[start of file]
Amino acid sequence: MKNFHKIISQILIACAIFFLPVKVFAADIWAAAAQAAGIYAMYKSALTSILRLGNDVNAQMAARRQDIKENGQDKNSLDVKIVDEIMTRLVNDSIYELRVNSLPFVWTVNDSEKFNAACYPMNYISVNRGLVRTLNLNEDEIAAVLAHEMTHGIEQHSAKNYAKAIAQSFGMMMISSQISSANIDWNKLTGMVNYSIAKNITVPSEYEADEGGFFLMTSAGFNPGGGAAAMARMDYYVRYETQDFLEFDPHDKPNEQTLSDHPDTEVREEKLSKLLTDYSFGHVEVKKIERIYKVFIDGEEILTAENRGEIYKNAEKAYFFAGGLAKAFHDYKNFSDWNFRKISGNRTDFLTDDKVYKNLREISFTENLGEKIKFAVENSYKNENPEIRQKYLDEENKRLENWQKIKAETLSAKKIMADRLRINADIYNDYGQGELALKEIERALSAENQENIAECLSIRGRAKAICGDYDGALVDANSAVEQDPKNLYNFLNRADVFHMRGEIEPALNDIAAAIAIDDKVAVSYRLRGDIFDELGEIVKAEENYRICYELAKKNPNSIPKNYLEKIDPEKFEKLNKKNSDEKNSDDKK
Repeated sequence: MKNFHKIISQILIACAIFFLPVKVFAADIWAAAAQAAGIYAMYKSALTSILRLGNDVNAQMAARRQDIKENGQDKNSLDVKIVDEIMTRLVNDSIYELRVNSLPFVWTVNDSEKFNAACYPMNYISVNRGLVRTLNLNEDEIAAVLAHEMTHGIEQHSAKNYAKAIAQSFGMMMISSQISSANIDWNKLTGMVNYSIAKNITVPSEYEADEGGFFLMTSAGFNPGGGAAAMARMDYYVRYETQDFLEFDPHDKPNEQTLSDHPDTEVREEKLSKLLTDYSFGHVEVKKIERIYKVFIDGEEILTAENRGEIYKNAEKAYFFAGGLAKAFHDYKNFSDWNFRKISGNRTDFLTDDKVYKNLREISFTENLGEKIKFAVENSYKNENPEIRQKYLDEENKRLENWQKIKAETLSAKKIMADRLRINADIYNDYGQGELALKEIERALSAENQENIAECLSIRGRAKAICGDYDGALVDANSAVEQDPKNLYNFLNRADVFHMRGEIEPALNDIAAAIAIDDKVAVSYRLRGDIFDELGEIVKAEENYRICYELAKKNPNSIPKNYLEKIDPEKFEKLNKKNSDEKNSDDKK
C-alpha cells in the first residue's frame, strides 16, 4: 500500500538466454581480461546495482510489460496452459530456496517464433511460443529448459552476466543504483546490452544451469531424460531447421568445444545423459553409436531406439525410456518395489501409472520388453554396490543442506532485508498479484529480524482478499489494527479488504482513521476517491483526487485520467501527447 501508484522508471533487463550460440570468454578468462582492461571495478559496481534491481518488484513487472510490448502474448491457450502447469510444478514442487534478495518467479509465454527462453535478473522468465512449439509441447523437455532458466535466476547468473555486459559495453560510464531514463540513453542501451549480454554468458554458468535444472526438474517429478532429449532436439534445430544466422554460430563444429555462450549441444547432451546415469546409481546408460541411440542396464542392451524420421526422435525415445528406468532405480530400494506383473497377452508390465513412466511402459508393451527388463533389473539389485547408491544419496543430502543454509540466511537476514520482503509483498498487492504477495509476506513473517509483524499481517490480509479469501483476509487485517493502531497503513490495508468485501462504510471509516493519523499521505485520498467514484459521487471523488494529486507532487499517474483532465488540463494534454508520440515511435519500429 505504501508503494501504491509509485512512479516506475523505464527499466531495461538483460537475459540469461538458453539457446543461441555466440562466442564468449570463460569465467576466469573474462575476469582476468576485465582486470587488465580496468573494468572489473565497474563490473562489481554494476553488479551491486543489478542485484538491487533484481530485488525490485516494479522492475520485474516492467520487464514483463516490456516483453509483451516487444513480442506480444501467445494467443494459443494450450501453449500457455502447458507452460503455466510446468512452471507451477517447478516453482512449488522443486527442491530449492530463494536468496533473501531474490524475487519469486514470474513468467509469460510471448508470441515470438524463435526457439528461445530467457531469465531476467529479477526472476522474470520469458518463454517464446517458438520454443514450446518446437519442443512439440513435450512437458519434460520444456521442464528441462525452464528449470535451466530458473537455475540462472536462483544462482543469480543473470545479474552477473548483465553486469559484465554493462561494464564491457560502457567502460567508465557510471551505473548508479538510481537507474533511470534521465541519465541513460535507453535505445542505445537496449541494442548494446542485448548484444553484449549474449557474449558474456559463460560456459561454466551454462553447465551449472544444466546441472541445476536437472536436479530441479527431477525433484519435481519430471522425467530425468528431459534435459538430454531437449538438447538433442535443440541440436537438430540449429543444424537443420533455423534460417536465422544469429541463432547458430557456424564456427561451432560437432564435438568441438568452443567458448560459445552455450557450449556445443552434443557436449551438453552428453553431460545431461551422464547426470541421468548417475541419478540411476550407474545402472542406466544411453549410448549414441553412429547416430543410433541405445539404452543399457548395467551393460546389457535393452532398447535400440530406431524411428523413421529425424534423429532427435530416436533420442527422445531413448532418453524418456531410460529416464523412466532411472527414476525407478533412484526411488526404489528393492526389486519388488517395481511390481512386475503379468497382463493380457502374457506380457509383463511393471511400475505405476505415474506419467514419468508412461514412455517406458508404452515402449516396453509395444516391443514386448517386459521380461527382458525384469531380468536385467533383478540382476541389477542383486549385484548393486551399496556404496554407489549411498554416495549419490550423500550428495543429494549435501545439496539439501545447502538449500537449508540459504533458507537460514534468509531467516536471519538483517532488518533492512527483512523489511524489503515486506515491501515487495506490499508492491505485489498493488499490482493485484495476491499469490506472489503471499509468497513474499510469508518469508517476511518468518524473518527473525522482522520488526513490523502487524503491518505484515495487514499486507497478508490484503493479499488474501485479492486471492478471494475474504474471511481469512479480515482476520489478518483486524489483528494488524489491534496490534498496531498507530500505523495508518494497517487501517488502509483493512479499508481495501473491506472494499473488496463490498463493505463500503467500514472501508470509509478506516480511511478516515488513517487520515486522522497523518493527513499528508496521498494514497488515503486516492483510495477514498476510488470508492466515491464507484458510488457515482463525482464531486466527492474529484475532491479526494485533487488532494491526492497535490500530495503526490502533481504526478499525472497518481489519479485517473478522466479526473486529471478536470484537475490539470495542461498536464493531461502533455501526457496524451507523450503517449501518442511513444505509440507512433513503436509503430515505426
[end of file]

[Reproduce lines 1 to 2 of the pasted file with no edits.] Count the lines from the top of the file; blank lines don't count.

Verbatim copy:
Amino acid sequence: MKNFHKIISQILIACAIFFLPVKVFAADIWAAAAQAAGIYAMYKSALTSILRLGNDVNAQMAARRQDIKENGQDKNSLDVKIVDEIMTRLVNDSIYELRVNSLPFVWTVNDSEKFNAACYPMNYISVNRGLVRTLNLNEDEIAAVLAHEMTHGIEQHSAKNYAKAIAQSFGMMMISSQISSANIDWNKLTGMVNYSIAKNITVPSEYEADEGGFFLMTSAGFNPGGGAAAMARMDYYVRYETQDFLEFDPHDKPNEQTLSDHPDTEVREEKLSKLLTDYSFGHVEVKKIERIYKVFIDGEEILTAENRGEIYKNAEKAYFFAGGLAKAFHDYKNFSDWNFRKISGNRTDFLTDDKVYKNLREISFTENLGEKIKFAVENSYKNENPEIRQKYLDEENKRLENWQKIKAETLSAKKIMADRLRINADIYNDYGQGELALKEIERALSAENQENIAECLSIRGRAKAICGDYDGALVDANSAVEQDPKNLYNFLNRADVFHMRGEIEPALNDIAAAIAIDDKVAVSYRLRGDIFDELGEIVKAEENYRICYELAKKNPNSIPKNYLEKIDPEKFEKLNKKNSDEKNSDDKK
Repeated sequence: MKNFHKIISQILIACAIFFLPVKVFAADIWAAAAQAAGIYAMYKSALTSILRLGNDVNAQMAARRQDIKENGQDKNSLDVKIVDEIMTRLVNDSIYELRVNSLPFVWTVNDSEKFNAACYPMNYISVNRGLVRTLNLNEDEIAAVLAHEMTHGIEQHSAKNYAKAIAQSFGMMMISSQISSANIDWNKLTGMVNYSIAKNITVPSEYEADEGGFFLMTSAGFNPGGGAAAMARMDYYVRYETQDFLEFDPHDKPNEQTLSDHPDTEVREEKLSKLLTDYSFGHVEVKKIERIYKVFIDGEEILTAENRGEIYKNAEKAYFFAGGLAKAFHDYKNFSDWNFRKISGNRTDFLTDDKVYKNLREISFTENLGEKIKFAVENSYKNENPEIRQKYLDEENKRLENWQKIKAETLSAKKIMADRLRINADIYNDYGQGELALKEIERALSAENQENIAECLSIRGRAKAICGDYDGALVDANSAVEQDPKNLYNFLNRADVFHMRGEIEPALNDIAAAIAIDDKVAVSYRLRGDIFDELGEIVKAEENYRICYELAKKNPNSIPKNYLEKIDPEKFEKLNKKNSDEKNSDDKK